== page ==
Six-year-old Maverick of Altoona, Iowa was rushed to the emergency room last Friday night by his parents because he was enduring severe stomach cramps. His mother was concerned because Maverick had no prior history with constipation or gastrointestinal pain. Initially she tried to relieve his pain by rubbing peppermint oil on his belly along with applying a heating pack; however, the symptoms continued without reprieve. They finally made the decision to take him to the hospital where they took an x-ray and found two blockages in his colon. After an in-depth discussion with the doctor it was concluded that the obstructions were probably due to over consumption of chia seeds!
Maverick is a young lad who loves chia seeds and has been known to eat them by the spoonful. His mother thought they were a healthy after-school snack. He usually eats them in his yogurt but sometimes will consume them plain. Approximately 48 hours prior to the onset of his symptoms he ate about a ¼ – ½ cup of chia seeds and only consumed his regular intake of water. His mother was not aware, until their recent hospital visit, that chia seeds required adequate consumption of water in order to properly digest.
After spending hours in the emergency room, incurring a large out-of-pocket medical expense and watching her son in pain for hours, this mother is demanding proper labeling on chia seed packaging to ensure others don’t have to go through this trauma ever again. The mother reported, “I never thought a healthy snack could go so wrong. I thought I was doing a good thing by including chia seeds in his diet.”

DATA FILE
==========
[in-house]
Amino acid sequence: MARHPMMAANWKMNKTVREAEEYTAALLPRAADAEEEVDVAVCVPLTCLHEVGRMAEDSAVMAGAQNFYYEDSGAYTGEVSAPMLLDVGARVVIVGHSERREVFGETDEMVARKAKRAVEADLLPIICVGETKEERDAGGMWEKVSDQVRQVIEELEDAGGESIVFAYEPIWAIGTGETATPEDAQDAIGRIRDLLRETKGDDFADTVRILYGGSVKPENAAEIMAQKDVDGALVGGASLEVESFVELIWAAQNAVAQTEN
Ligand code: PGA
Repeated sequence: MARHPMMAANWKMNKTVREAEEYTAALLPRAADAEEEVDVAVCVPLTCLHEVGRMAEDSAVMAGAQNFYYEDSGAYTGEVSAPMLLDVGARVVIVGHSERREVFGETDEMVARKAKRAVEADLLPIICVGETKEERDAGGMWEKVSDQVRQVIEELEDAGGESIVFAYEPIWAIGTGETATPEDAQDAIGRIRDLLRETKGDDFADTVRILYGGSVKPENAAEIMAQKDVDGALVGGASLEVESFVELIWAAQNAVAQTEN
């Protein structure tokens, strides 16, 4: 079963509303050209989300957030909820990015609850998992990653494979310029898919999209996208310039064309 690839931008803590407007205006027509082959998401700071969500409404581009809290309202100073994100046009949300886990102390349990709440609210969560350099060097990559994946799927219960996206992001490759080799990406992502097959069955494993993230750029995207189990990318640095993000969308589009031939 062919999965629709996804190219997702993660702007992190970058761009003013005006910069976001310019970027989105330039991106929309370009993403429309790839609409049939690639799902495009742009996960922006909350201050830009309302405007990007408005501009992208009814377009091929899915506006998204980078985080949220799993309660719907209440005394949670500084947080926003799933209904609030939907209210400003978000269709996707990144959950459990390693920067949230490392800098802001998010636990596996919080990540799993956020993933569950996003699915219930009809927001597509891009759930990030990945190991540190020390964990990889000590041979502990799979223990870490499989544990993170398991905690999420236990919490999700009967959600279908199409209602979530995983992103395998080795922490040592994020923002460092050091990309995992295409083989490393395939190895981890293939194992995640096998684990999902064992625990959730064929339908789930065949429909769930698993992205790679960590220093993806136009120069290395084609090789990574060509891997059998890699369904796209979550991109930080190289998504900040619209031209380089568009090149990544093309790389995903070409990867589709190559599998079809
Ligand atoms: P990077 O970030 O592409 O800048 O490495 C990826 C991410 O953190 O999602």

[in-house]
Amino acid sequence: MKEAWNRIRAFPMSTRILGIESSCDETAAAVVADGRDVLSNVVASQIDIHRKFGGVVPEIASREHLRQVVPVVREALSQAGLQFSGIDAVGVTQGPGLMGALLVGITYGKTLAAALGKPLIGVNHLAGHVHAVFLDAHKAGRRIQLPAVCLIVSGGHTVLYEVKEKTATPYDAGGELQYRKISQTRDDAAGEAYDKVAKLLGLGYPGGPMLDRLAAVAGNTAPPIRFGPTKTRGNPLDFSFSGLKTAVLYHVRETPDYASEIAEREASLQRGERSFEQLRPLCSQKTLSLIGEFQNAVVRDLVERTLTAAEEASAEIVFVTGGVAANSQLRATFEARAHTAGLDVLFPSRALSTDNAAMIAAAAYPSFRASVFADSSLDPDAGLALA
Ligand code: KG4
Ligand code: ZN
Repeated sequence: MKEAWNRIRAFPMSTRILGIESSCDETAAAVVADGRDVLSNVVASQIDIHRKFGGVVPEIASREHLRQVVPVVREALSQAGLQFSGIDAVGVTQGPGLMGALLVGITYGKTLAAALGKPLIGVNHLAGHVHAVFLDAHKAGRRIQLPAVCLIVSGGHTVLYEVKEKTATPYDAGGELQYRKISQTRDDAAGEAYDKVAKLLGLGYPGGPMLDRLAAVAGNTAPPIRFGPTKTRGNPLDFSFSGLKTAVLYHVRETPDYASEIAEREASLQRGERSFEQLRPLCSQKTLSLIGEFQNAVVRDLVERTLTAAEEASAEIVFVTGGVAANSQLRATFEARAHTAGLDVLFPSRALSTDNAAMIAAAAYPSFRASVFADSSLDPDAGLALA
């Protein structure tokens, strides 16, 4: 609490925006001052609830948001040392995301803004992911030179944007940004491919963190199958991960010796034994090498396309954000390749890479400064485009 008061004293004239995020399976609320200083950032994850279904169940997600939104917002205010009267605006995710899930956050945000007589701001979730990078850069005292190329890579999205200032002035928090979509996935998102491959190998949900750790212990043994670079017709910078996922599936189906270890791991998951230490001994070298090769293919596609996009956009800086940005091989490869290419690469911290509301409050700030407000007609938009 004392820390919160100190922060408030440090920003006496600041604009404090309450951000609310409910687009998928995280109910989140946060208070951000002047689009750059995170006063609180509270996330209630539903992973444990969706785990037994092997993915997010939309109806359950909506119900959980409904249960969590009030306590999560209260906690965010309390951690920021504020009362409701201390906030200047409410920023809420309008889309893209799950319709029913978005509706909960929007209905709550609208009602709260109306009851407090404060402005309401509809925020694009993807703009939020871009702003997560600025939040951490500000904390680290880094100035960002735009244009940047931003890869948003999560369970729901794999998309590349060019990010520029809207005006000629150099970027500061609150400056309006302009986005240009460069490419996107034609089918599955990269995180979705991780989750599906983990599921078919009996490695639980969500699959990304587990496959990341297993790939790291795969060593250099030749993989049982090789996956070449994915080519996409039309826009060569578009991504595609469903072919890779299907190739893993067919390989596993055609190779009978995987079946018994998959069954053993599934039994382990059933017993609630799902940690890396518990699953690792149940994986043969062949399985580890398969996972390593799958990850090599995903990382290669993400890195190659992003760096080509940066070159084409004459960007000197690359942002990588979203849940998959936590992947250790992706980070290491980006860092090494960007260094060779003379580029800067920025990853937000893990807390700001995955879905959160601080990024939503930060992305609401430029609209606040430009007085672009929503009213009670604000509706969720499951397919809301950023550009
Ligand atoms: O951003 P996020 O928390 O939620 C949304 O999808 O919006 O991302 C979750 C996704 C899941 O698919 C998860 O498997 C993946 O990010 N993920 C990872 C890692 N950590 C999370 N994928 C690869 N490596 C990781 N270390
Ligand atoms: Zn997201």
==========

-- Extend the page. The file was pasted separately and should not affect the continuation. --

Maverick’s mother is insistent the FDA should act upon this issue soon because it bears a similar health risk as ingesting psyllium husk without the proper amount of fluids. If you review the FDA labeling guideline on foods containing psyllium husk it states that the following warning is required on the packaging: “NOTICE: This food should be eaten with at least a full glass of liquid. Eating this product without enough liquid may cause choking. Do not eat this product if you have difficulty in swallowing.” (1)
According to the FDA labeling guideline notated in the Code of Federal Regulations, in order for a similar notice to be required on food packaging, a “viscous adhesive mass must be formed when the food is exposed to liquids.” Therefore, chia seeds clearly fall under this product label requirement because they become a gelatinous mass when introduced to fluids. (1)
Maverick is at home in stable condition but it could take weeks to clear the gummy chia seed blockages from his bowels. He is taking small doses of Miralax and his mother is watching his stools closely and monitoring any further cramping. She said it will be awhile before he can eat chia seeds again and that she will have to monitor his serving size and water intake very closely.
If you want to learn how to safely and deliciously incorporate chia seeds into your diet we have plenty of recipe resources for you here. Remember to drink plenty of water alongside chia seeds. We suggest limiting your daily intake of chia seeds to no more than 4 tablespoons. Feel free to share your favorite way to eat chia seeds in the comments below!
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